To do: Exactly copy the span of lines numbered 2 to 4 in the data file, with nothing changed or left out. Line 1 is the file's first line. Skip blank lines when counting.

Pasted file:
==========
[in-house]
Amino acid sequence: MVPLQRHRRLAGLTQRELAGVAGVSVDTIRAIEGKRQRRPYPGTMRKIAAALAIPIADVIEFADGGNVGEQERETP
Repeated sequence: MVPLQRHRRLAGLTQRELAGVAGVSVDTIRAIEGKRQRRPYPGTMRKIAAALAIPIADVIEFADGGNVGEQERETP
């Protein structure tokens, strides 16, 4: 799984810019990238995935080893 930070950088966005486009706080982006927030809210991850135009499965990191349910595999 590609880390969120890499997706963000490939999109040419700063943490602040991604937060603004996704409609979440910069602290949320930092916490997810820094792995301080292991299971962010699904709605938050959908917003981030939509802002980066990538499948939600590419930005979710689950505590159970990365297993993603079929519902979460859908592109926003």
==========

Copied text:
Amino acid sequence: MVPLQRHRRLAGLTQRELAGVAGVSVDTIRAIEGKRQRRPYPGTMRKIAAALAIPIADVIEFADGGNVGEQERETP
Repeated sequence: MVPLQRHRRLAGLTQRELAGVAGVSVDTIRAIEGKRQRRPYPGTMRKIAAALAIPIADVIEFADGGNVGEQERETP
């Protein structure tokens, strides 16, 4: 799984810019990238995935080893 930070950088966005486009706080982006927030809210991850135009499965990191349910595999 590609880390969120890499997706963000490939999109040419700063943490602040991604937060603004996704409609979440910069602290949320930092916490997810820094792995301080292991299971962010699904709605938050959908917003981030939509802002980066990538499948939600590419930005979710689950505590159970990365297993993603079929519902979460859908592109926003």